I jumped off the bus at Kirkcaldy and straight into the bakers to get a couple of steak bridies. Even in the rain, I wasn’t caring as I did the Scottish version of al fresco dining – eating hastily on the hoof – biting into the first bridie, savouring every fibre, every molecule of the meaty pastry perfection. I paused for breath and that small second was all it took for a seagull to swoop straight in and swipe the bridie right out of my hand. It was so deft I barely saw it happen and the next thing I knew there was the said gull across the street, tearing into the remains of my bridie. I heard a boy go “Whoa!” in awe at what had just unfolded. I was just dazed, stunned, and for a moment I could have burst into tears since I had been looking forward to steak bridies all the way from Glasgow, no, for days. Instead, I merely offered a few choice expletives, laughed, then walked on like a good sensible adult. But I guarded the second one with my life and scranned it almost in one, watching left and right as I did so just to make sure.

(From the Scottish Book Trust website – http://scottishbooktrust.com/writing/nourish/story/bridie)

The threat of avian attack hasn’t deterred me, though. I’ve even had a bridie in Kirkcaldy since, and survived a marginally happier and fatter man.

Story as read at Nourish launch event, 2nd November 2017

The Nourish book is excellent, by the way, with pieces from published authors like Liz Niven and Mary Contini as well as other folks from around the country. I’ve had the distinct pleasure to meet a few of them and you should read their stories. The ones about vegan sausages, tongues, chickens and brambles, plus the onion rant, are particularly good. I’ve read it a couple of times now, the first on my iPad and the second in the very limited edition printed book copy that sits beside me now. When I read it the second time and reached my page, it hit me how amazing it was to be selected for the book, especially as part of a diverse and talented bunch of scriveners. Some of the stories are very funny, others quite poignant. I very much encourage you to download a copy, skipping page 65 should you wish. For those who are blind or visually impaired, there is even an audio version, produced by RNIB Scotland. If anyone wants a cure for insomnia, my voice has been committed to record as part of it. If you are in a cafe at an Historic Scotland property or in various eateries around the country this week, you might come across it on a rather flashy menu card. In whatever form, please do read it and enjoy.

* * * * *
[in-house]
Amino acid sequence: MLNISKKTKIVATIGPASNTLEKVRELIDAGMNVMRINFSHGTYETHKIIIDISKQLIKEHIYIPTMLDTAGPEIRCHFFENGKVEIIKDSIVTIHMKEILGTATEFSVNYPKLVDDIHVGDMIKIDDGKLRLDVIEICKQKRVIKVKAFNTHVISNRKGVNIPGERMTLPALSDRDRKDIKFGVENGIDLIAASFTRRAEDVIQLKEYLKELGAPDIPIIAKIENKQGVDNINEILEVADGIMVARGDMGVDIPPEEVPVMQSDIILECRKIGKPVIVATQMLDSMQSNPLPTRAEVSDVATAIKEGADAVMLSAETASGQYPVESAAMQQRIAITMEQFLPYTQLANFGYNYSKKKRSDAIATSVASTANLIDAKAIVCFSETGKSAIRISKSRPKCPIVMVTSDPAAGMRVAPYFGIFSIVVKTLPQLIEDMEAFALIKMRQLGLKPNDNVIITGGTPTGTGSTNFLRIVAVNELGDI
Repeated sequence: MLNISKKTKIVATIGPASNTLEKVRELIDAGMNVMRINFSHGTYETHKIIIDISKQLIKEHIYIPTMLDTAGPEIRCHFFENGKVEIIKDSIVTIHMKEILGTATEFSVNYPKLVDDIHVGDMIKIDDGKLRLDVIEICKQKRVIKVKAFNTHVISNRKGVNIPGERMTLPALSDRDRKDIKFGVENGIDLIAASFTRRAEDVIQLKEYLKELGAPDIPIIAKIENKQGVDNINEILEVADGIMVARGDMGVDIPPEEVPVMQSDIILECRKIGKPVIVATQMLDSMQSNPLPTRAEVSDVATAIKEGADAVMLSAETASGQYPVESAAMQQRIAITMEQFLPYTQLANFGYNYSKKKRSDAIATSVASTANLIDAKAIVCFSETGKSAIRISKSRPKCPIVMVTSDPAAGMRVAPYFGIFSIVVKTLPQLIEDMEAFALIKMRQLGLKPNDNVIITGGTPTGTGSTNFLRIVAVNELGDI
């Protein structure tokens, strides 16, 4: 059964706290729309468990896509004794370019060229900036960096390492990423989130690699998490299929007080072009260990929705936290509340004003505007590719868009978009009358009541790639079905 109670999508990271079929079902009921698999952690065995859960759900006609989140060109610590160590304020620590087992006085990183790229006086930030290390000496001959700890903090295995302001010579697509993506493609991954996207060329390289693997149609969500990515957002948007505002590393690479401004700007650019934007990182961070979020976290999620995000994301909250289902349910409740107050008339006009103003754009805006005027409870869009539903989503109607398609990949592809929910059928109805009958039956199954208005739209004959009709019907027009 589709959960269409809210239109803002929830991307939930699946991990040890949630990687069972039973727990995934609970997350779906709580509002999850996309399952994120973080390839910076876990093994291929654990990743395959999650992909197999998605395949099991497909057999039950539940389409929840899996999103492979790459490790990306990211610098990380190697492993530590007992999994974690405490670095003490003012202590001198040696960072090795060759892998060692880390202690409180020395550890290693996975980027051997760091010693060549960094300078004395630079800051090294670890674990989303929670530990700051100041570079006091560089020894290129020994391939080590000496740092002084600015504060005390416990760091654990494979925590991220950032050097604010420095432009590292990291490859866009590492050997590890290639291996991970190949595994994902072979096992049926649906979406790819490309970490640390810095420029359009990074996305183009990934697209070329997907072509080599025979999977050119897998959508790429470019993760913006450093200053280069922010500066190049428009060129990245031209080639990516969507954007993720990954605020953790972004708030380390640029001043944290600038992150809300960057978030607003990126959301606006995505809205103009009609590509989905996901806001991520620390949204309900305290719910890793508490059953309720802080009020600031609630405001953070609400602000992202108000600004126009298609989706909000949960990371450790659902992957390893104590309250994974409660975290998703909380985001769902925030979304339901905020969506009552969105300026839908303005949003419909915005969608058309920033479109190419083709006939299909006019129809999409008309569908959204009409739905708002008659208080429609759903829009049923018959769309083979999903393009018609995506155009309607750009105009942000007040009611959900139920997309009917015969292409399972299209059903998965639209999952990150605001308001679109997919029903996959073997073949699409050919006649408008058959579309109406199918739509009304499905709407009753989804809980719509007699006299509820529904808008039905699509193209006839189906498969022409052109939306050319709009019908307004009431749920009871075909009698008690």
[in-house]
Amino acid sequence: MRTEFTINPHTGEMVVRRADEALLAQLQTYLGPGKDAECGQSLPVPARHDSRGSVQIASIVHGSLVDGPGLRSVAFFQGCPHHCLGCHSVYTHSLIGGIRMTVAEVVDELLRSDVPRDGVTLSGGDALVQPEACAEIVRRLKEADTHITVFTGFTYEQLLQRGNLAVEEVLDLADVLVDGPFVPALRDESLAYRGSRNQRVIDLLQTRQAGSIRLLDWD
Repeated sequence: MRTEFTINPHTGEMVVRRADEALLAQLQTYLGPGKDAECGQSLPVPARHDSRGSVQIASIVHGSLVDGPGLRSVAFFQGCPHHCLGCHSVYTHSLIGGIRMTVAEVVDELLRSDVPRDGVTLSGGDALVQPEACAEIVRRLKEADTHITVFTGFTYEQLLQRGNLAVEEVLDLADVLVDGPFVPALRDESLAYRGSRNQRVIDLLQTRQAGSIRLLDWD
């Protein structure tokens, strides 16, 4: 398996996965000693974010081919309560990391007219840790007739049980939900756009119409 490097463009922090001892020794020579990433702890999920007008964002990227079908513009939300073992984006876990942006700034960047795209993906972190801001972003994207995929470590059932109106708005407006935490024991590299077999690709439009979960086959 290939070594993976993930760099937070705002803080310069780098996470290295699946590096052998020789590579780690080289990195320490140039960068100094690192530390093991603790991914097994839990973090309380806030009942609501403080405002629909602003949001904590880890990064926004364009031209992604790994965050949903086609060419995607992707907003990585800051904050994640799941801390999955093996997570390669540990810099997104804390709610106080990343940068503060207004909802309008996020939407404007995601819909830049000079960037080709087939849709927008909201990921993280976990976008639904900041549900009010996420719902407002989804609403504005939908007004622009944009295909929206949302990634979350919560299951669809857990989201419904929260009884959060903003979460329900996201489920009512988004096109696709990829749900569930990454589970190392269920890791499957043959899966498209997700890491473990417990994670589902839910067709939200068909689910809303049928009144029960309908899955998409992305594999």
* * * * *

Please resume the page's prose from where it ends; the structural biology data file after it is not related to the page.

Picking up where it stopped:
St. Andrews

For a while, I seemed to end up in St. Andrews at least once a month. Day trips would start in one place and invariably take me to St. Andrews to get a bus home from there. The X24 Stagecoach bus from St Andrews to Glasgow takes well over two hours to cover the 73 miles but it is probably one of the nicest bus journeys in Scotland, well, if you close your eyes when passing through some of the more urban bits. The rolling fields and hills to be seen on the ride across Fife are worth taking the time to look and savour plus if you care about that sort of thing the bus also has Wi-Fi, leather seats, plug sockets and a cludgie. I don’t do the journey as often, maybe three times a year, but when I do, it’s always worth it.